Anonymous said...

Easy on the NYT! Granted they did overly simply the current state-of-the-art for "machine learning" and "artificial intelligence." But then again, the NYT would have had to print a tomb to adequately compare contrast neural network and ontology approaches.

In fairness to the Times, we have been talking about various forms of artificial intelligence for more than 50 years. The adoption of machine learning has been incremental -- not disruptive. The Watson project is nothing more than a showcase of what IBM believes is the best approach. This is fantastic news -- because it brings awareness to what AI can do.

Yes, parlor tricks can be irritating to seasoned experts. But the common value of the NYT article and Watson project is to get the public thinking about AI technology. This is a preamble to more widespread adoption, and thus, greater innovation in the field.

Silvia said...

I found your blog because I just watched REDES. A different video from REDES about videogames was on a friend´s blog, and from there I kept watching the Crisis in Education documentary where you appeared.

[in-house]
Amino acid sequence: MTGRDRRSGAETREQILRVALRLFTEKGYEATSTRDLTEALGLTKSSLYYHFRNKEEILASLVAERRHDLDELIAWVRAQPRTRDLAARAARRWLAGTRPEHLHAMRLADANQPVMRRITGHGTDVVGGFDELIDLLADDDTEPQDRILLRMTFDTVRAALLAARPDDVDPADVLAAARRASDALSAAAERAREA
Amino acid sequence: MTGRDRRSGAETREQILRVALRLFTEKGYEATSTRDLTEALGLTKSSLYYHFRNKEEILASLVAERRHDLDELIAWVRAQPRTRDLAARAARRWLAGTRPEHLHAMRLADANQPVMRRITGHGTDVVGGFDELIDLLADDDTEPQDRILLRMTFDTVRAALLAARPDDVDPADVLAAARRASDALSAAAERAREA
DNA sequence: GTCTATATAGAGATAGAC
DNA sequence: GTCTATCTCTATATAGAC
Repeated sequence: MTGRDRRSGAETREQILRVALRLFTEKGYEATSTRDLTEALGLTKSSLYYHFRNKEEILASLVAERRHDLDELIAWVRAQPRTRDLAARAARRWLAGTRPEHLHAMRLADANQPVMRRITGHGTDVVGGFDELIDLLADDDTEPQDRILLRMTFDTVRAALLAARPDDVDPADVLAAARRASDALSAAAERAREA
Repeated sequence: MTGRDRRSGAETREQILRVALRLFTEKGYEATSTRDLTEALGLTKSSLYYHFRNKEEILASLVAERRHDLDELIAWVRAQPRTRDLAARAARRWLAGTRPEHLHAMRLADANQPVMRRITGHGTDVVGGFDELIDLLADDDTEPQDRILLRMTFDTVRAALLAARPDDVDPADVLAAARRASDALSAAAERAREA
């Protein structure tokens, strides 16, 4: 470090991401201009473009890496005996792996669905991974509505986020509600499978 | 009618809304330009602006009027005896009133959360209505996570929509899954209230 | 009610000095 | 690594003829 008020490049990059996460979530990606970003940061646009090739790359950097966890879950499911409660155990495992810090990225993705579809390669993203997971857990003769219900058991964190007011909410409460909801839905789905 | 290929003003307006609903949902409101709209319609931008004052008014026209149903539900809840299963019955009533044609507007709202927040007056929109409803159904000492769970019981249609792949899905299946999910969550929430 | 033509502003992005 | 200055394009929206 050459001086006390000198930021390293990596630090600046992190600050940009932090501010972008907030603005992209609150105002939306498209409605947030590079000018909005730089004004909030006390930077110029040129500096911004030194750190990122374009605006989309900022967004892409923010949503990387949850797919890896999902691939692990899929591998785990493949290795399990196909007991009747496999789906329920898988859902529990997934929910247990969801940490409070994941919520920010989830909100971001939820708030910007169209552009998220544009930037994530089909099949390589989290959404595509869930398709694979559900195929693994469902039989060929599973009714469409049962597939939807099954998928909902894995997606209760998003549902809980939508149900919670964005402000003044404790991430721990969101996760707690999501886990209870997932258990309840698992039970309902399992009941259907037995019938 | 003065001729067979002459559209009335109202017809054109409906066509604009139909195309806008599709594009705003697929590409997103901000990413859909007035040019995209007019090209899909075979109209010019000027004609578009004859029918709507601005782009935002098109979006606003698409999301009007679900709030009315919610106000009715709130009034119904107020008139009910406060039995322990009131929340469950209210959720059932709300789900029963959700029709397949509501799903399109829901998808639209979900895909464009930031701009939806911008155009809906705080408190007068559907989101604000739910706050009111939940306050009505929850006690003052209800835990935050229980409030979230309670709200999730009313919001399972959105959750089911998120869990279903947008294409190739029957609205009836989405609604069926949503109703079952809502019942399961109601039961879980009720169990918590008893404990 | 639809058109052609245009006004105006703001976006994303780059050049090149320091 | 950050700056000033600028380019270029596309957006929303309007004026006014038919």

I have much to read in your blog, but so far I´m really enjoying and learning much from your thoughts.
Who would have thought a few years ago that after watching a video from Spanish tv on youtube, I will be able to type the name of one of the persons interviewed, find his blog, and be able to drop a comment!

I agree in your criticism that what is taught and how is taught in schools are obsolete, however, I need to read more on your ideas about focusing learning on USE, or teaching students mainly what they will be doing for work, or for a living.
Yes this is fine when you are teaching skills, as the example you gave of the cooking class, but I am not so sure that will ever encompass all that education should be.